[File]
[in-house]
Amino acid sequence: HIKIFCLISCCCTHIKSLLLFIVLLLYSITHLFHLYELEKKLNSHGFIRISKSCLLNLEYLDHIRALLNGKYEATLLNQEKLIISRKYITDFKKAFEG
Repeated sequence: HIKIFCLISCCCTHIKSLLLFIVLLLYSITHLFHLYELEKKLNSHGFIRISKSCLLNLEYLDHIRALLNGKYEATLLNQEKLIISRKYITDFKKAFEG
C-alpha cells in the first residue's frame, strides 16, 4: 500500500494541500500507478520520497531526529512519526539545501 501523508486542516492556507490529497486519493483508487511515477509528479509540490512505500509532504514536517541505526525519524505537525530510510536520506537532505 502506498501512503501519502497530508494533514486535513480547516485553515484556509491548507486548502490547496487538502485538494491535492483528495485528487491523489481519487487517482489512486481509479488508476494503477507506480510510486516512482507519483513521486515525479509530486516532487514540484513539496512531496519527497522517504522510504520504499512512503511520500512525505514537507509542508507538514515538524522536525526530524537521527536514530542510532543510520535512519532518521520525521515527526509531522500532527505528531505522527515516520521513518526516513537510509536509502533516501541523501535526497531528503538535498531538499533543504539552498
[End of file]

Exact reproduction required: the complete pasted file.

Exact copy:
[in-house]
Amino acid sequence: HIKIFCLISCCCTHIKSLLLFIVLLLYSITHLFHLYELEKKLNSHGFIRISKSCLLNLEYLDHIRALLNGKYEATLLNQEKLIISRKYITDFKKAFEG
Repeated sequence: HIKIFCLISCCCTHIKSLLLFIVLLLYSITHLFHLYELEKKLNSHGFIRISKSCLLNLEYLDHIRALLNGKYEATLLNQEKLIISRKYITDFKKAFEG
C-alpha cells in the first residue's frame, strides 16, 4: 500500500494541500500507478520520497531526529512519526539545501 501523508486542516492556507490529497486519493483508487511515477509528479509540490512505500509532504514536517541505526525519524505537525530510510536520506537532505 502506498501512503501519502497530508494533514486535513480547516485553515484556509491548507486548502490547496487538502485538494491535492483528495485528487491523489481519487487517482489512486481509479488508476494503477507506480510510486516512482507519483513521486515525479509530486516532487514540484513539496512531496519527497522517504522510504520504499512512503511520500512525505514537507509542508507538514515538524522536525526530524537521527536514530542510532543510520535512519532518521520525521515527526509531522500532527505528531505522527515516520521513518526516513537510509536509502533516501541523501535526497531528503538535498531538499533543504539552498